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Republic of the Philippines

G.R. No. L-30264

March 12, 1929

MANILA RAILROAD COMPANY, plaintiff-appellee,

INSULAR COLLECTOR OF CUSTOMS, defendant-appellant.
Attorney-General Jaranilla for appellant.
Jose C. Abrew for appellee.
The question involved in this appeal is the following: How should dust shields be
classified for the purposes of the tariff, under paragraph 141 or under paragraph 197 of
section 8 of the Tariff Law of 1909? These paragraphs placed in parallel columns for
purposes of comparison read:
141. Manufactures of wool not otherwise provided for, forty per centum ad
197. Vehicles for use on railways and tramways, and detached parts thereof, ten
per centum ad valorem.
Dust shields are manufactured of wool and hair mixed. The component material of chief
value is the wool. They are used by the Manila Railroad Company on all of its railway
wagons. The purpose of the dust shield is to cover the axle box in order to protect from
dust the oil deposited therein which serves to lubricate the bearings of the wheel. "Dust
guard," which is the same as "dust shield," is defined in the work Car Builders'
Cyclopedia of American Practice, 10th ed., 1922, p. 41, as follows: "A this piece of wood,
leather, felt, asbestos or other material inserted in the dust guard chamber at the back of
a journal box, and fitting closely around the dust guard bearing of the axle. Its purpose is
to exclude dust and to prevent the escape of oil and waste. Sometimes called axle
packing or box packing."
Based on these facts, it was the decision of the Insular Collector of Customs that dust
shields should be classified as "manufactures of wool, not otherwise provided for." That
decision is entitled to our respect. The burden is upon the importer to overcome the
presumption of a legal collection of duties by proof that their exaction was unlawful. The
question to be decided is not whether the Collector was wrong but whether the importer
was right. (Erhardt vs. Schroeder [1894], 155 U. S., 124; Behn, Meyer & Co. vs.
Collector of Customs [1913], 26 Phil., 647.) On the other hand, His Honor, Judge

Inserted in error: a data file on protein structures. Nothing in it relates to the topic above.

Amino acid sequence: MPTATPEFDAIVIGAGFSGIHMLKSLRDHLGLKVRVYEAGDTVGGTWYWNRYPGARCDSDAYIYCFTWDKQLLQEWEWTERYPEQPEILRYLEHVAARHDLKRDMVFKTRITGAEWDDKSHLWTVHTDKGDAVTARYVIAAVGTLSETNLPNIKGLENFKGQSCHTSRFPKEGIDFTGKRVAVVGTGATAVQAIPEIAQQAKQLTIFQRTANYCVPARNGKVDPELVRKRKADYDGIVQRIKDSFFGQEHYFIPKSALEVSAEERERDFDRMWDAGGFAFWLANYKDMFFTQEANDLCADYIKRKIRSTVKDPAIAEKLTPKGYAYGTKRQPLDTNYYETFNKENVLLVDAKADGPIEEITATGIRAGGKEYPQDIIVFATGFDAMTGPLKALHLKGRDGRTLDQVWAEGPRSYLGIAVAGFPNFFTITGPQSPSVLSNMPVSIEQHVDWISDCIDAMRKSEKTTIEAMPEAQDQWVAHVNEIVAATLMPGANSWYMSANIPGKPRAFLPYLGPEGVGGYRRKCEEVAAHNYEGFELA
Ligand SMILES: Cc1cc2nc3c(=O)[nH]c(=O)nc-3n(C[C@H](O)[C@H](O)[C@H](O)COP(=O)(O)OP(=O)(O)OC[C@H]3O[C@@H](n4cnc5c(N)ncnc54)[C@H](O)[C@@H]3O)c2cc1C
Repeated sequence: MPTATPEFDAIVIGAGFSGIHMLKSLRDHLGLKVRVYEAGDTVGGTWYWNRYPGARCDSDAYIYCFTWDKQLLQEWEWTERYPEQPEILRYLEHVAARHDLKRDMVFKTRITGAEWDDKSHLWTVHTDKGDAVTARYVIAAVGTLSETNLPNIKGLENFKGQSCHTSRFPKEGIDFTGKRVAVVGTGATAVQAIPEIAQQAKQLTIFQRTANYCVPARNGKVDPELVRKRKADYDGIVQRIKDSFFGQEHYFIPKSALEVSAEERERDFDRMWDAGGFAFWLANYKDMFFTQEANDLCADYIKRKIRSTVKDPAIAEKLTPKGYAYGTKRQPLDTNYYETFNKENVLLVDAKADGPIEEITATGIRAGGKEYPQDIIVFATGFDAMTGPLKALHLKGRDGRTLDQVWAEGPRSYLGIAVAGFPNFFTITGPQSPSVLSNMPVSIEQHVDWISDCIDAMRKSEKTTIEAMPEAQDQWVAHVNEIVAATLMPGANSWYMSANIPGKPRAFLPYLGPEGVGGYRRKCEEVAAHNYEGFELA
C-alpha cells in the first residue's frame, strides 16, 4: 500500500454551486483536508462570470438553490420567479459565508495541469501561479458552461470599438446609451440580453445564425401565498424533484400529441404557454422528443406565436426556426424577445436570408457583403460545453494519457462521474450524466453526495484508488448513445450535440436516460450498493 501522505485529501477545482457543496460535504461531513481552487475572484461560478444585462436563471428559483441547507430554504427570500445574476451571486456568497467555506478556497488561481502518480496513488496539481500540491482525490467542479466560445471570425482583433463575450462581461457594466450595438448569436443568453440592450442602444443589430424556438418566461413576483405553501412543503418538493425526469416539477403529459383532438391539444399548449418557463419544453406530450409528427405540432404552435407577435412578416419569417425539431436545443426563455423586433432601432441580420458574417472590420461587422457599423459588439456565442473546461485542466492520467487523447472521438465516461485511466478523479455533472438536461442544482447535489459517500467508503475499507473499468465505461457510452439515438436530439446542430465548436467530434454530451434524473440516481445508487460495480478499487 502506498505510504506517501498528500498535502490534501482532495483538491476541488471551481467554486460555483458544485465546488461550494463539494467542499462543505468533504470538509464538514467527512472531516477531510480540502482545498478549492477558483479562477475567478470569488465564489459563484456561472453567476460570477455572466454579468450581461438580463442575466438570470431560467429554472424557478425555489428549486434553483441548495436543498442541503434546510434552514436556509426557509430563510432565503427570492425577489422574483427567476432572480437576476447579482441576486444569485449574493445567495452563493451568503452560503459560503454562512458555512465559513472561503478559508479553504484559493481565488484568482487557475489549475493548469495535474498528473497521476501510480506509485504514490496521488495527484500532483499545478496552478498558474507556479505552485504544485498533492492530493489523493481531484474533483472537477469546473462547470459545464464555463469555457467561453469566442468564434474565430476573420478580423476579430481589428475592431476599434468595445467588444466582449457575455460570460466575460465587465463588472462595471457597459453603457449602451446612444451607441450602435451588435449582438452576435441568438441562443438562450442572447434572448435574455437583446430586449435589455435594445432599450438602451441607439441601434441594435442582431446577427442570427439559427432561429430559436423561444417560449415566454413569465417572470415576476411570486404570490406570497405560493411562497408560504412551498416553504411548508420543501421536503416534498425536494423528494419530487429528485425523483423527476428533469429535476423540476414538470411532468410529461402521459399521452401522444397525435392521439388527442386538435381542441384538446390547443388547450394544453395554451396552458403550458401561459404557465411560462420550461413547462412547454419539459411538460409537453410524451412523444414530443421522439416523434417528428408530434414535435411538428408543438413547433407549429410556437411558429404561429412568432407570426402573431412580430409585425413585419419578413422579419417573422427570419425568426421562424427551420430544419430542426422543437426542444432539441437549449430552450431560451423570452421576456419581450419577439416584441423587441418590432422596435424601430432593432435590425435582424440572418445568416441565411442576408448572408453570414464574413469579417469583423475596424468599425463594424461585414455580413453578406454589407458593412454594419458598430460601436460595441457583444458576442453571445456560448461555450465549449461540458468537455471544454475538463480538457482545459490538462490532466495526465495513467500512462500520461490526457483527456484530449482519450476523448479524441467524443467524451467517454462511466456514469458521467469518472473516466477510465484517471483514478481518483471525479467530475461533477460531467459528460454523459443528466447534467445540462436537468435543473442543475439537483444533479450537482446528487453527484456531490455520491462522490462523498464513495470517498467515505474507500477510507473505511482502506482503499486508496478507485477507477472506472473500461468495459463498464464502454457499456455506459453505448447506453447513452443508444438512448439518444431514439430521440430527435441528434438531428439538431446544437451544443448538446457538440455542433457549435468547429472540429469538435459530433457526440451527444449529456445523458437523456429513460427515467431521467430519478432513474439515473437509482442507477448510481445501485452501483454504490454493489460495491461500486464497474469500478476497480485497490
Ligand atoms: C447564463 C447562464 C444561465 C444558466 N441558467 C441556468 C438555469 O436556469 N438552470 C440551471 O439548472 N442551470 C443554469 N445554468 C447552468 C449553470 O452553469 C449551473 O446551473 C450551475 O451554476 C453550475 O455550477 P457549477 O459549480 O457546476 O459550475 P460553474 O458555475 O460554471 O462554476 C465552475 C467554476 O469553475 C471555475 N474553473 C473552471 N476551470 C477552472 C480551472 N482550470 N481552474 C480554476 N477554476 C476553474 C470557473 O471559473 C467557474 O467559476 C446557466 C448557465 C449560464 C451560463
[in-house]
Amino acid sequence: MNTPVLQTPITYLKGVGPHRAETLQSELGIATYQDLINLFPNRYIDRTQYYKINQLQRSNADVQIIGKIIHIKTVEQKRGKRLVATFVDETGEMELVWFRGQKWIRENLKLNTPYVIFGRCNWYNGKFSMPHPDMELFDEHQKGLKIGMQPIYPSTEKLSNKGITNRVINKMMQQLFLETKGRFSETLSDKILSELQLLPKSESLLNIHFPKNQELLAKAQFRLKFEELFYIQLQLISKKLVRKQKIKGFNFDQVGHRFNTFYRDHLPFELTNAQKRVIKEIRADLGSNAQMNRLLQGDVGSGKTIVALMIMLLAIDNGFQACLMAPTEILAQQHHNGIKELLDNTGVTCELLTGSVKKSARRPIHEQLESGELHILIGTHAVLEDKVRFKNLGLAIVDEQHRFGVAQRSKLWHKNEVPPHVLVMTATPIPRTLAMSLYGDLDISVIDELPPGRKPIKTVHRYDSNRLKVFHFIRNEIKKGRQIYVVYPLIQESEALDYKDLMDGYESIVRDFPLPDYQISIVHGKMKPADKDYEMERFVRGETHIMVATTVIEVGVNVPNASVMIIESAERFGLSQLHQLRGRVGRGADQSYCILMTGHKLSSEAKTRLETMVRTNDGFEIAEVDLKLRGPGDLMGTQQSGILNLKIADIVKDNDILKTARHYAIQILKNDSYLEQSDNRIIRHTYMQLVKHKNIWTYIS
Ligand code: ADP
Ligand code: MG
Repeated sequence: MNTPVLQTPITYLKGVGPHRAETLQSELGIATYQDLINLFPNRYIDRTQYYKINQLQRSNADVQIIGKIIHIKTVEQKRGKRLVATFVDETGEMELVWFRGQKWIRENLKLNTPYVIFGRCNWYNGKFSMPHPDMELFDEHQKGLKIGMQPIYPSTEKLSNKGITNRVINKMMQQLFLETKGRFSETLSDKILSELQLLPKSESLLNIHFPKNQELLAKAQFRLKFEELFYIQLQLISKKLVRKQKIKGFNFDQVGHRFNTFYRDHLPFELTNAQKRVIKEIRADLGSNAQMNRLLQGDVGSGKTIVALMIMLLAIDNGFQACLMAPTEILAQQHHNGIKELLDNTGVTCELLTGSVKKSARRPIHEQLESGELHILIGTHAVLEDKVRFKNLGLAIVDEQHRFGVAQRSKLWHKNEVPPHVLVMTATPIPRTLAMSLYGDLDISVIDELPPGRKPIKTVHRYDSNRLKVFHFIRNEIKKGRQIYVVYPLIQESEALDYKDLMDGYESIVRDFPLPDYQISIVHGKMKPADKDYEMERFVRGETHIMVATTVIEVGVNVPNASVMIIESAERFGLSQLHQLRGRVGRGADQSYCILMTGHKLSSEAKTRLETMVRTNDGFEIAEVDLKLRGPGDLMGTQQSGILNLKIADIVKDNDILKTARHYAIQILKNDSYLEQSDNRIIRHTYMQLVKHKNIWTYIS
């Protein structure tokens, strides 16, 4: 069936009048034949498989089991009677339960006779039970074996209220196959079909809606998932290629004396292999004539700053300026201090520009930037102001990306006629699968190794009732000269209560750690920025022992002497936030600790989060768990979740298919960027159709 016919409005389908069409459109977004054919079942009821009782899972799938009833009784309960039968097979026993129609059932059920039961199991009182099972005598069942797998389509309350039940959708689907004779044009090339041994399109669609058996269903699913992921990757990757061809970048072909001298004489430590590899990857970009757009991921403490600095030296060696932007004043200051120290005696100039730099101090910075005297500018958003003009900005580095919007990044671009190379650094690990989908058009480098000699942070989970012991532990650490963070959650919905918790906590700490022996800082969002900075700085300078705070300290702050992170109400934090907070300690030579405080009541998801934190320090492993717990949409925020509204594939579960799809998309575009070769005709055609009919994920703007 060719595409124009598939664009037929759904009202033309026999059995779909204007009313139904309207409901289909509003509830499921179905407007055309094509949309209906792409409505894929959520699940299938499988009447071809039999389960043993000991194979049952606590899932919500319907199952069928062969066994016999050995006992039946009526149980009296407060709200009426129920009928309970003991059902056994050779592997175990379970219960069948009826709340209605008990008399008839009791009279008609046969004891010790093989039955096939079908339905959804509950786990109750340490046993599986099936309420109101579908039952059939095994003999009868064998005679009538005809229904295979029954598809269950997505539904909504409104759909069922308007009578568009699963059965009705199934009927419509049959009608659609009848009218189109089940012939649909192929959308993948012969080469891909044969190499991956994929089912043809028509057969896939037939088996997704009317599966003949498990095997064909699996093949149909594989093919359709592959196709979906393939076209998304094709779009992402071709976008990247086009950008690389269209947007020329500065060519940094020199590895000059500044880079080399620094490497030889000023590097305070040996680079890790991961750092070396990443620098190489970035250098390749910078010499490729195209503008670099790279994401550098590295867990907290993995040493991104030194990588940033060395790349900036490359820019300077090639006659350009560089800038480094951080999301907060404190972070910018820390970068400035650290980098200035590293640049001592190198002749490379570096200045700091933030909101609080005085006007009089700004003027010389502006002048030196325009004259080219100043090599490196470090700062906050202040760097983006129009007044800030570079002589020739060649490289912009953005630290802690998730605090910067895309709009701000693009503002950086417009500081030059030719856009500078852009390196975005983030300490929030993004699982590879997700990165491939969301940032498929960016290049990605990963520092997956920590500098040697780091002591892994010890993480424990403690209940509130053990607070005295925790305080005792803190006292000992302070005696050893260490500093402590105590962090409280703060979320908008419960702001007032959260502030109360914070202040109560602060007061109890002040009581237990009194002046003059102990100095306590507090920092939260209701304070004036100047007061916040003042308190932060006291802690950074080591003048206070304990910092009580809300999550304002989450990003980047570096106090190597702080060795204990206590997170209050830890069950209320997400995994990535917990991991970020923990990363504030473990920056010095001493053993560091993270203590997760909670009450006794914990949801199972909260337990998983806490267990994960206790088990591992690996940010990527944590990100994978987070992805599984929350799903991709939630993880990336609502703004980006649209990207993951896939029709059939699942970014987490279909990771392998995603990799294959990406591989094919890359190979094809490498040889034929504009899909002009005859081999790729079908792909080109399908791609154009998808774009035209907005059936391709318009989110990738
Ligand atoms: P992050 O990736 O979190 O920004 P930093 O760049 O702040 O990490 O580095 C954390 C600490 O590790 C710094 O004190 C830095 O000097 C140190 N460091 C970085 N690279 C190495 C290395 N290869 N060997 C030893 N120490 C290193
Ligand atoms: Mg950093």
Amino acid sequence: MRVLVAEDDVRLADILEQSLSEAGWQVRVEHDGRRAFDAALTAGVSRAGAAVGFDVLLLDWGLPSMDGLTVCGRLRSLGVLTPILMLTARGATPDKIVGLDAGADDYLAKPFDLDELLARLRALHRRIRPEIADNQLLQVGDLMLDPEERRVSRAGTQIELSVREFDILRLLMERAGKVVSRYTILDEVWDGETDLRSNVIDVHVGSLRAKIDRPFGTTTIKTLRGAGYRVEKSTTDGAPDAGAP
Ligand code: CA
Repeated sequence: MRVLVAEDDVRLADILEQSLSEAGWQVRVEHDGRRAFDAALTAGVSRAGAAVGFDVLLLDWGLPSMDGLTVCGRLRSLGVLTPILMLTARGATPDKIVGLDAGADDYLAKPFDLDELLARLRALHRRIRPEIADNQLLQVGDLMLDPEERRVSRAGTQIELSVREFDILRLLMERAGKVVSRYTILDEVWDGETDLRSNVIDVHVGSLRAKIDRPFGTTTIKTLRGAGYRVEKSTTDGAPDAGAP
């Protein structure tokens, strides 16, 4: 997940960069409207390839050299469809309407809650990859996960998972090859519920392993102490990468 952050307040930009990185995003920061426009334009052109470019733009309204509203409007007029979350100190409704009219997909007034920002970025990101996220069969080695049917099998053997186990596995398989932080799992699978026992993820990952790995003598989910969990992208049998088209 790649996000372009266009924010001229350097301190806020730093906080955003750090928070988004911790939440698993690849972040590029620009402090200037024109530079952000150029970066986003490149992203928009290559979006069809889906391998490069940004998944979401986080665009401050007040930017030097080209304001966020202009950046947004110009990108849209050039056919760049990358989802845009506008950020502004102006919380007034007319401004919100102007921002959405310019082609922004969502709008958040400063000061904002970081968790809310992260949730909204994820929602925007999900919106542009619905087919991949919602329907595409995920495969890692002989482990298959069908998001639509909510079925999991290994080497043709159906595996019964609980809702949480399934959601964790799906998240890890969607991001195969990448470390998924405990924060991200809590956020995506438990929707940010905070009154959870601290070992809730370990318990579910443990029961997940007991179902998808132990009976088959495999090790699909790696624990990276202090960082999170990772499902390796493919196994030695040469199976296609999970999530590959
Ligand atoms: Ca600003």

Simplicio del Rosario, took an opposite view, overruled the decision of the Collector of
Customs, and held that dust shields should be classified as "detached parts" of vehicles
for the use on railways. This impartial finding is also entitled to our respect. It is the
general rule in the interpretation of statutes levying taxes or duties not to extend their

provisions beyond the clear import of the language used. In every case of doubt, such
statutes are construed most strongly against the Government and in favor of the citizen,
because burdens are not to be imposed, nor presumed to be imposed, beyond what the
statutes expressly and clearly import. (U. S. vs. Wigglesworth [1842], 2 Story, 369;
Froehlich & Kuttner vs. Collector of Customs [1911], 18 Phil., 461.)
There are present two fundamental considerations which guide the way out of the legal
dilemma. The first is by taking into account the purpose of the article and then
acknowledging that it is in reality used as a detached part or railways vehicles. The
second point is that paragraph 141 is a general provision while paragraph 197 is a
special provision. Where there is in the same statute a particular enactment and also a
general one which is embraced in the former, the particular enactment must be
operative, and the general enactment must be taken to effect only such cases within its
general language as are not within the provisions of the particular enactment (25 R. C.
L., p. 1010, citing numerous cases).
We conclude that the trial judge was correct in classifying dust shields under paragraph
197 of section 8 of the Tariff Law of 1909, and in refusing to classify them under
paragraph 141 of the same section of the law. Accordingly, the judgment appealed from
will be affirmed in its entirety, without special taxation of costs in either instance.
Johnson, Street, Ostrand, Johns, Romualdez and Villa-Real, JJ., concur.